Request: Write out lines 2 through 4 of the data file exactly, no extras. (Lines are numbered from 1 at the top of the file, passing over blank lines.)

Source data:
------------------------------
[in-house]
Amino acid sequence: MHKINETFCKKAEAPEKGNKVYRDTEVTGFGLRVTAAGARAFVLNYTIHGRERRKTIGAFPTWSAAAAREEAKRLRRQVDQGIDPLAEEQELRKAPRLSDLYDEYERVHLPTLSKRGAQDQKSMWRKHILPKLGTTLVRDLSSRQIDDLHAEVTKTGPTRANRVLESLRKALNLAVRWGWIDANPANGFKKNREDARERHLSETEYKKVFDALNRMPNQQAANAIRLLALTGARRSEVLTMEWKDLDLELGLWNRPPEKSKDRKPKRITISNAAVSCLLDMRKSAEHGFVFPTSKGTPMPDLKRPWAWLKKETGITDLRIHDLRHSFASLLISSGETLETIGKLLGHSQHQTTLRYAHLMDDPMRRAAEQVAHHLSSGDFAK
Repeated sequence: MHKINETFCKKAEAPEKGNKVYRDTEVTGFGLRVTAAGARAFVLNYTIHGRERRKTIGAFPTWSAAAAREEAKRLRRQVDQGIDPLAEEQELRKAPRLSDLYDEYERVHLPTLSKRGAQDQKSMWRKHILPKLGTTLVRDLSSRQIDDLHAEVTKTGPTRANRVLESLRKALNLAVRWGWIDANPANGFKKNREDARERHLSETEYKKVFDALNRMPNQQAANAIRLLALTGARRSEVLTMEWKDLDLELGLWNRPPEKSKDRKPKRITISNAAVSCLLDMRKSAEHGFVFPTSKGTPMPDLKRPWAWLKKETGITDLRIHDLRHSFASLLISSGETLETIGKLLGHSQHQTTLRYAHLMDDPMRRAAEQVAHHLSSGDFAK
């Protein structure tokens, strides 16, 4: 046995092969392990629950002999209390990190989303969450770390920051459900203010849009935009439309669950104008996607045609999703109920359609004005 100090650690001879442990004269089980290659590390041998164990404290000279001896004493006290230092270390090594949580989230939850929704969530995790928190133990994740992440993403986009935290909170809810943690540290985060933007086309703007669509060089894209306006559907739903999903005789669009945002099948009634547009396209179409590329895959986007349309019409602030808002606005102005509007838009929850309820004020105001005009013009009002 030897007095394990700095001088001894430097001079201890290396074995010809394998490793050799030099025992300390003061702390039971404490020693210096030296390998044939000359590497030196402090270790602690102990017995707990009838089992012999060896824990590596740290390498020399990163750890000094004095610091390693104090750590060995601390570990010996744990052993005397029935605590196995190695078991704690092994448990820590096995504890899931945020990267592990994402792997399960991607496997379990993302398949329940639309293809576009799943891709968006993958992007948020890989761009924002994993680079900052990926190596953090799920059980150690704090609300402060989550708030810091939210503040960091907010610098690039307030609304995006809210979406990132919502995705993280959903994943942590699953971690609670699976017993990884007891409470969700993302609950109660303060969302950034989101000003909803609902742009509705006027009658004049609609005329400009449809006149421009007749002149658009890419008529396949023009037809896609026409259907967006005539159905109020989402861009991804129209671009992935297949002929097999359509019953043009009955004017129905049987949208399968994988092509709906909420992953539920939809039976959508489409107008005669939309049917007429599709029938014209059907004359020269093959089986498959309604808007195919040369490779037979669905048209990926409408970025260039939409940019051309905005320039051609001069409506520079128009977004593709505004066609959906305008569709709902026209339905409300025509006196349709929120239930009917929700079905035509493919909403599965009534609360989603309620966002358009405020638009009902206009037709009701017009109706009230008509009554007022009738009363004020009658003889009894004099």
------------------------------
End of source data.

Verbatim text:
Amino acid sequence: MHKINETFCKKAEAPEKGNKVYRDTEVTGFGLRVTAAGARAFVLNYTIHGRERRKTIGAFPTWSAAAAREEAKRLRRQVDQGIDPLAEEQELRKAPRLSDLYDEYERVHLPTLSKRGAQDQKSMWRKHILPKLGTTLVRDLSSRQIDDLHAEVTKTGPTRANRVLESLRKALNLAVRWGWIDANPANGFKKNREDARERHLSETEYKKVFDALNRMPNQQAANAIRLLALTGARRSEVLTMEWKDLDLELGLWNRPPEKSKDRKPKRITISNAAVSCLLDMRKSAEHGFVFPTSKGTPMPDLKRPWAWLKKETGITDLRIHDLRHSFASLLISSGETLETIGKLLGHSQHQTTLRYAHLMDDPMRRAAEQVAHHLSSGDFAK
Repeated sequence: MHKINETFCKKAEAPEKGNKVYRDTEVTGFGLRVTAAGARAFVLNYTIHGRERRKTIGAFPTWSAAAAREEAKRLRRQVDQGIDPLAEEQELRKAPRLSDLYDEYERVHLPTLSKRGAQDQKSMWRKHILPKLGTTLVRDLSSRQIDDLHAEVTKTGPTRANRVLESLRKALNLAVRWGWIDANPANGFKKNREDARERHLSETEYKKVFDALNRMPNQQAANAIRLLALTGARRSEVLTMEWKDLDLELGLWNRPPEKSKDRKPKRITISNAAVSCLLDMRKSAEHGFVFPTSKGTPMPDLKRPWAWLKKETGITDLRIHDLRHSFASLLISSGETLETIGKLLGHSQHQTTLRYAHLMDDPMRRAAEQVAHHLSSGDFAK
């Protein structure tokens, strides 16, 4: 046995092969392990629950002999209390990190989303969450770390920051459900203010849009935009439309669950104008996607045609999703109920359609004005 100090650690001879442990004269089980290659590390041998164990404290000279001896004493006290230092270390090594949580989230939850929704969530995790928190133990994740992440993403986009935290909170809810943690540290985060933007086309703007669509060089894209306006559907739903999903005789669009945002099948009634547009396209179409590329895959986007349309019409602030808002606005102005509007838009929850309820004020105001005009013009009002 030897007095394990700095001088001894430097001079201890290396074995010809394998490793050799030099025992300390003061702390039971404490020693210096030296390998044939000359590497030196402090270790602690102990017995707990009838089992012999060896824990590596740290390498020399990163750890000094004095610091390693104090750590060995601390570990010996744990052993005397029935605590196995190695078991704690092994448990820590096995504890899931945020990267592990994402792997399960991607496997379990993302398949329940639309293809576009799943891709968006993958992007948020890989761009924002994993680079900052990926190596953090799920059980150690704090609300402060989550708030810091939210503040960091907010610098690039307030609304995006809210979406990132919502995705993280959903994943942590699953971690609670699976017993990884007891409470969700993302609950109660303060969302950034989101000003909803609902742009509705006027009658004049609609005329400009449809006149421009007749002149658009890419008529396949023009037809896609026409259907967006005539159905109020989402861009991804129209671009992935297949002929097999359509019953043009009955004017129905049987949208399968994988092509709906909420992953539920939809039976959508489409107008005669939309049917007429599709029938014209059907004359020269093959089986498959309604808007195919040369490779037979669905048209990926409408970025260039939409940019051309905005320039051609001069409506520079128009977004593709505004066609959906305008569709709902026209339905409300025509006196349709929120239930009917929700079905035509493919909403599965009534609360989603309620966002358009405020638009009902206009037709009701017009109706009230008509009554007022009738009363004020009658003889009894004099």